I shall always look upon it as a particular providence that I happened on this occasion to be undressed; for had I dressed myself as proposed when I got out of bed, in order to breakfast with a friend, I should, in all probability, have run into the street at the beginning of the shock, as the rest of the people in the house did, and, consequently, have had my brains dashed out, as every one of them had. However, the imminent danger I was in did not hinder me from considering that my present dress, only a gown and slippers, would render my getting over the ruins almost impracticable; I had, therefore, still presence of mind enough left to put on a pair of shoes and a coat, the first that came in my way, which was everything I saved, and in this dress I hurried down stairs, the woman with me, holding by my arm, and made directly to that end of the street which opens to the Tagus. Finding the passage this way entirely blocked up with the fallen houses to the height of their second stories, I turned back to the other end which led to the main street (the common thoroughfare to the palace), and there helped the woman over a vast heap of ruins, with no small hazard to my own life; just as we were going into this street, as there was one part that I could not well climb over without the assistance of my hands as well as feet, I desired her to let go her hold, which she did, remaining two or three feet behind me, at which instant there fell a vast stone from a tottering wall, and crushed both her and the child in pieces. So dismal a spectacle at any other time would have affected me in the highest degree, but the dread I was in of sharing the same fate myself, and the many instances of the same kind which presented themselves all around, were too shocking to make me dwell a moment on this single object.

I had now a long narrow street to pass, with the houses on each side four or five stories high, all very old, the greater part already thrown down, or continually falling, and threatening the passengers with inevitable death at every step, numbers of whom lay killed before me, or what I thought far more deplorable, so bruised and wounded that they could not stir to help themselves. For my own part, as destruction appeared to me unavoidable, I only wished I might be made an end of at once, and not have my limbs broken, in which case I could expect nothing else but to be left upon the spot, lingering in misery, like those poor unhappy wretches, without receiving the least succour from any person.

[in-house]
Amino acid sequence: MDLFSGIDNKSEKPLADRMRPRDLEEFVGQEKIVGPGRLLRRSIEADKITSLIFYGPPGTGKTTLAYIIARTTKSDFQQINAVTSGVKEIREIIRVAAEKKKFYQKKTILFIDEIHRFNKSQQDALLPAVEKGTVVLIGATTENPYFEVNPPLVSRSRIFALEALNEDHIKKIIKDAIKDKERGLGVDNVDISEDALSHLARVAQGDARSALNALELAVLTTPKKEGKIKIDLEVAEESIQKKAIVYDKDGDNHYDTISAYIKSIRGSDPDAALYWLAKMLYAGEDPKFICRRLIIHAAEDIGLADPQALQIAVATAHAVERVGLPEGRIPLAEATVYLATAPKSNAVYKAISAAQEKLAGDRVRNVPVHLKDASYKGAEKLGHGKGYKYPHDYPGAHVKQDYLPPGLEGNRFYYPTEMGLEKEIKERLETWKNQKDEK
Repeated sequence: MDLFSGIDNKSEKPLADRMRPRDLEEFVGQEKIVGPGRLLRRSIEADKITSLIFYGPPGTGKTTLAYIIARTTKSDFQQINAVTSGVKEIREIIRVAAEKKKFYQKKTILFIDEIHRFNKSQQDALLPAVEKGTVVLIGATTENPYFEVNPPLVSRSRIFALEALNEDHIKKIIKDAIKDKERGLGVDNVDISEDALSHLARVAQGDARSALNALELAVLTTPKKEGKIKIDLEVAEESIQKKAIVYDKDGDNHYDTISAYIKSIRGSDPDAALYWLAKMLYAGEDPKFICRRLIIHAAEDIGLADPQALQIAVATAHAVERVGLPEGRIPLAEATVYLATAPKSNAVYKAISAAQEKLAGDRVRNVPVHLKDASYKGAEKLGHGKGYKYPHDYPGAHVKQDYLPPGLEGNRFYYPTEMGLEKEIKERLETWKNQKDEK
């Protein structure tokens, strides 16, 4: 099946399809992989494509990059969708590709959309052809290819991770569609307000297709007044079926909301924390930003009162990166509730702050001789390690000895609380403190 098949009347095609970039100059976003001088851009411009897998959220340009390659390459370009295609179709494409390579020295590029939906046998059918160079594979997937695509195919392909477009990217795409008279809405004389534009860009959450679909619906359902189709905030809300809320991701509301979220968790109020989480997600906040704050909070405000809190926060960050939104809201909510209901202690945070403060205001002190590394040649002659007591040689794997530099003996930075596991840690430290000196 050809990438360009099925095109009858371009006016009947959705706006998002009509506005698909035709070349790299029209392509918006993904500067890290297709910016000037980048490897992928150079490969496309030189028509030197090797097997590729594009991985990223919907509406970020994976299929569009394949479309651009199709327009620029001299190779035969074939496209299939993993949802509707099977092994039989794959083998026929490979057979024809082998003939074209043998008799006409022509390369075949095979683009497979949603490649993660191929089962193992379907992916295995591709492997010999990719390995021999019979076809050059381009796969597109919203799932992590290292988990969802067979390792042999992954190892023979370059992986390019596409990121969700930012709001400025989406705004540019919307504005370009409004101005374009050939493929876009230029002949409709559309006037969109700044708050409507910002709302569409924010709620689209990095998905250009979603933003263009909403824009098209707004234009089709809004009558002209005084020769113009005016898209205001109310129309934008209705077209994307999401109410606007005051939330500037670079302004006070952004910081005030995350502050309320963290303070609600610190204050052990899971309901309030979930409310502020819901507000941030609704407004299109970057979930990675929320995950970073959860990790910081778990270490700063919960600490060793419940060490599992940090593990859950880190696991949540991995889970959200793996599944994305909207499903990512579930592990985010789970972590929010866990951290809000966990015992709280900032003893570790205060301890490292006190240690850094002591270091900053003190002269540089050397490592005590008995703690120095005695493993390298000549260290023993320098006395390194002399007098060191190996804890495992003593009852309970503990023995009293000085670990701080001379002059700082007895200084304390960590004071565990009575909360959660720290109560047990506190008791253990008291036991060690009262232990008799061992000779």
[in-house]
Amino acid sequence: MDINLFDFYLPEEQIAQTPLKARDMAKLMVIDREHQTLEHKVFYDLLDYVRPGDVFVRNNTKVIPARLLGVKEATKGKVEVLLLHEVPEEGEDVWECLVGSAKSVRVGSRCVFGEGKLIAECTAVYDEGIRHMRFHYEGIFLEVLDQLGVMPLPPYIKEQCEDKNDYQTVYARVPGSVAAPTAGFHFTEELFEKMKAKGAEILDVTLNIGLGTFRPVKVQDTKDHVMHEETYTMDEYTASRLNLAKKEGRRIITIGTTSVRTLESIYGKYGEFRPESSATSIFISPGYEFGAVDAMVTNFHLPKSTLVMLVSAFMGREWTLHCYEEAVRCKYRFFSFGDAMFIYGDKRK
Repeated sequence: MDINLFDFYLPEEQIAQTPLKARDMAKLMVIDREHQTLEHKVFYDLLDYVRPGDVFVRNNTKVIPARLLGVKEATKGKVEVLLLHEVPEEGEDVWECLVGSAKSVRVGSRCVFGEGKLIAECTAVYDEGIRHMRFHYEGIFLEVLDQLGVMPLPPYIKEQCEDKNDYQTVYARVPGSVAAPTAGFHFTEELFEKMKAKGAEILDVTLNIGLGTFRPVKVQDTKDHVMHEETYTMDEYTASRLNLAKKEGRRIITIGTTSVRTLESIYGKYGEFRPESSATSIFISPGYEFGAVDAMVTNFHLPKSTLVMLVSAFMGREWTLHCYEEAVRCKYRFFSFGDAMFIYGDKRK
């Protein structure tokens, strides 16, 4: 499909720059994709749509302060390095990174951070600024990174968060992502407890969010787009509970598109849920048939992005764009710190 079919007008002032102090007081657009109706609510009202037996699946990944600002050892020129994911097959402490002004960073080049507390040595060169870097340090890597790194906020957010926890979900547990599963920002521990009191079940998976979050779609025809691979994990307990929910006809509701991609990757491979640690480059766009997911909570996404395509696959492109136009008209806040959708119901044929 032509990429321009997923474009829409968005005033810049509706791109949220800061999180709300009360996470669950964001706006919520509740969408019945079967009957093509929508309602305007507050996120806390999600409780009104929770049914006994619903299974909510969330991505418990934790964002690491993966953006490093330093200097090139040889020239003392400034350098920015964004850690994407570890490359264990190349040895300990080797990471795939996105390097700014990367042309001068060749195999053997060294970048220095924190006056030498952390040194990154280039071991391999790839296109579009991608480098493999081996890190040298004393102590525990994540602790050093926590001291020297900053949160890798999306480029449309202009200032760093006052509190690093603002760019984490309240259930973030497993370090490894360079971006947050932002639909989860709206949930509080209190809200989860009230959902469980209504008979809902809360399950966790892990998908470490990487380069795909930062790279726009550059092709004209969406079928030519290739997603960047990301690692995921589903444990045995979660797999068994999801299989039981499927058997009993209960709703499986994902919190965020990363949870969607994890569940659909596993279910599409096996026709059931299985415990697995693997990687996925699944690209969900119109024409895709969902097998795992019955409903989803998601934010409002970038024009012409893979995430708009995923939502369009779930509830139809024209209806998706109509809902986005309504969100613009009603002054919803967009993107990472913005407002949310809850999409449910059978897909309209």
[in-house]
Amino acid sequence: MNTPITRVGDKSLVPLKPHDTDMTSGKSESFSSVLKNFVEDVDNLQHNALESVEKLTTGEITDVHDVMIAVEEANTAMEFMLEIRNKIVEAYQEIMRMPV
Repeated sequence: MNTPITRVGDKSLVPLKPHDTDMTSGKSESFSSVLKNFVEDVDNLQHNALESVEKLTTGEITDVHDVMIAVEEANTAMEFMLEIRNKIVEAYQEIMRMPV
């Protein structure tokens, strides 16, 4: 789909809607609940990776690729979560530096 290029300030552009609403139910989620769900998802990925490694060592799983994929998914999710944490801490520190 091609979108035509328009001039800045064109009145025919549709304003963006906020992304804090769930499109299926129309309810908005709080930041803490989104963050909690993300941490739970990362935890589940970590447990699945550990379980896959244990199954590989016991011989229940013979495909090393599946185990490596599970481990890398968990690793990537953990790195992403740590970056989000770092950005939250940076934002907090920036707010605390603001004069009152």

As self-preservation, however, is the first law of nature, these sad thoughts did not so far prevail as to make me totally despair. I proceeded on as fast as I conveniently could, though with the utmost caution, and having at length got clear of this horrid passage, I found myself safe and unhurt in the large open space before St. Paul’s church, which had been thrown down a few minutes before, and buried a great part of the congregation, that was generally pretty numerous, this being reckoned one of the most populous parishes in Lisbon. Here I stood for some time, considering what I should do, and not thinking myself safe in this situation, I came to the resolution of climbing over the ruins of the west end of the church, in order to get to the river’s side, that I might be removed as far as possible from the tottering houses, in case of a second shock.